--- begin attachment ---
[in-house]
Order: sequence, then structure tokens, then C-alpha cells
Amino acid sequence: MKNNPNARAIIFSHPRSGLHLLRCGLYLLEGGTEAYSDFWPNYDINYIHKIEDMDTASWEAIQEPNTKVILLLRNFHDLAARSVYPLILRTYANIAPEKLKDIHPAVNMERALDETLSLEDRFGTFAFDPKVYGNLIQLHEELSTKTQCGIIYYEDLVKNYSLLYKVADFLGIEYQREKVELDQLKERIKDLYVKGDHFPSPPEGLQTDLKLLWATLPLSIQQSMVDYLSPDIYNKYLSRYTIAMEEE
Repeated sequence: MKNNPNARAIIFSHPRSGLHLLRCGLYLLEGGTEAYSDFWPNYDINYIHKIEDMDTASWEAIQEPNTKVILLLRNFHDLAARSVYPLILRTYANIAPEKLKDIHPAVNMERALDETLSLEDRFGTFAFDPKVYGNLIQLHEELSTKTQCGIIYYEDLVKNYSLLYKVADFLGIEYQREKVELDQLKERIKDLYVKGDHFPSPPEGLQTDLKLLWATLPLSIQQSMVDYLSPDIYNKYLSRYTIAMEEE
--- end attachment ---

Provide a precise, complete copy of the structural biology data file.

[in-house]
Order: sequence, then structure tokens, then C-alpha cells
Amino acid sequence: MKNNPNARAIIFSHPRSGLHLLRCGLYLLEGGTEAYSDFWPNYDINYIHKIEDMDTASWEAIQEPNTKVILLLRNFHDLAARSVYPLILRTYANIAPEKLKDIHPAVNMERALDETLSLEDRFGTFAFDPKVYGNLIQLHEELSTKTQCGIIYYEDLVKNYSLLYKVADFLGIEYQREKVELDQLKERIKDLYVKGDHFPSPPEGLQTDLKLLWATLPLSIQQSMVDYLSPDIYNKYLSRYTIAMEEE
Repeated sequence: MKNNPNARAIIFSHPRSGLHLLRCGLYLLEGGTEAYSDFWPNYDINYIHKIEDMDTASWEAIQEPNTKVILLLRNFHDLAARSVYPLILRTYANIAPEKLKDIHPAVNMERALDETLSLEDRFGTFAFDPKVYGNLIQLHEELSTKTQCGIIYYEDLVKNYSLLYKVADFLGIEYQREKVELDQLKERIKDLYVKGDHFPSPPEGLQTDLKLLWATLPLSIQQSMVDYLSPDIYNKYLSRYTIAMEEE